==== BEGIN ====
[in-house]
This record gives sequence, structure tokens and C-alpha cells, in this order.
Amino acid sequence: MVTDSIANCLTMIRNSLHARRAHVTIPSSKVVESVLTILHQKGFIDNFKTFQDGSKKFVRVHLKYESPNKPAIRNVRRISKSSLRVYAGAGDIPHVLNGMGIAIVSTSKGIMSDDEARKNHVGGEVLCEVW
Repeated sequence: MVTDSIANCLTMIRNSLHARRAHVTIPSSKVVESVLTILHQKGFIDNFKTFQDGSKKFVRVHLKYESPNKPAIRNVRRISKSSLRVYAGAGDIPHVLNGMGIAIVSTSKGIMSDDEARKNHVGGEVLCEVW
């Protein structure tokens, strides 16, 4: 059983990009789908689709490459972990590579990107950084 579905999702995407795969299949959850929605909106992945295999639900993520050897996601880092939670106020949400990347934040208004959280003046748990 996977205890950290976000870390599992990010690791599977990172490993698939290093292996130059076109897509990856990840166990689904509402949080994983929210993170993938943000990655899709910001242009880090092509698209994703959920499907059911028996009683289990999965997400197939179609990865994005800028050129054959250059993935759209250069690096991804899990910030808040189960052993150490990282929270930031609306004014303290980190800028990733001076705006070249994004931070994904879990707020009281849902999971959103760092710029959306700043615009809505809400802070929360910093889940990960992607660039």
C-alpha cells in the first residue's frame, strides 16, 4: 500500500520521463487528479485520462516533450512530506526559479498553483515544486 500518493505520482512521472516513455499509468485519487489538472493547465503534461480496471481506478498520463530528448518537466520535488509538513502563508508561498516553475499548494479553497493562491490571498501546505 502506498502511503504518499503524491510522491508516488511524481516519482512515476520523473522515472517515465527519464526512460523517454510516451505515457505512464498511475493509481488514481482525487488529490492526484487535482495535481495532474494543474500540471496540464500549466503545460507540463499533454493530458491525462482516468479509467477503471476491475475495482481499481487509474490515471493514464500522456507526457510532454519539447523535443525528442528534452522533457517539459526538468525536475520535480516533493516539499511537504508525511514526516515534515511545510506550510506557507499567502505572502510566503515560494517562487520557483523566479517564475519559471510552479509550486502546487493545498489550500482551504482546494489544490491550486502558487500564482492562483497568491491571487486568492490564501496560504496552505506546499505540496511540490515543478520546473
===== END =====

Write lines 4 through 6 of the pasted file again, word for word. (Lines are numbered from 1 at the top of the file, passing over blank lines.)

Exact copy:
Repeated sequence: MVTDSIANCLTMIRNSLHARRAHVTIPSSKVVESVLTILHQKGFIDNFKTFQDGSKKFVRVHLKYESPNKPAIRNVRRISKSSLRVYAGAGDIPHVLNGMGIAIVSTSKGIMSDDEARKNHVGGEVLCEVW
């Protein structure tokens, strides 16, 4: 059983990009789908689709490459972990590579990107950084 579905999702995407795969299949959850929605909106992945295999639900993520050897996601880092939670106020949400990347934040208004959280003046748990 996977205890950290976000870390599992990010690791599977990172490993698939290093292996130059076109897509990856990840166990689904509402949080994983929210993170993938943000990655899709910001242009880090092509698209994703959920499907059911028996009683289990999965997400197939179609990865994005800028050129054959250059993935759209250069690096991804899990910030808040189960052993150490990282929270930031609306004014303290980190800028990733001076705006070249994004931070994904879990707020009281849902999971959103760092710029959306700043615009809505809400802070929360910093889940990960992607660039």
C-alpha cells in the first residue's frame, strides 16, 4: 500500500520521463487528479485520462516533450512530506526559479498553483515544486 500518493505520482512521472516513455499509468485519487489538472493547465503534461480496471481506478498520463530528448518537466520535488509538513502563508508561498516553475499548494479553497493562491490571498501546505 502506498502511503504518499503524491510522491508516488511524481516519482512515476520523473522515472517515465527519464526512460523517454510516451505515457505512464498511475493509481488514481482525487488529490492526484487535482495535481495532474494543474500540471496540464500549466503545460507540463499533454493530458491525462482516468479509467477503471476491475475495482481499481487509474490515471493514464500522456507526457510532454519539447523535443525528442528534452522533457517539459526538468525536475520535480516533493516539499511537504508525511514526516515534515511545510506550510506557507499567502505572502510566503515560494517562487520557483523566479517564475519559471510552479509550486502546487493545498489550500482551504482546494489544490491550486502558487500564482492562483497568491491571487486568492490564501496560504496552505506546499505540496511540490515543478520546473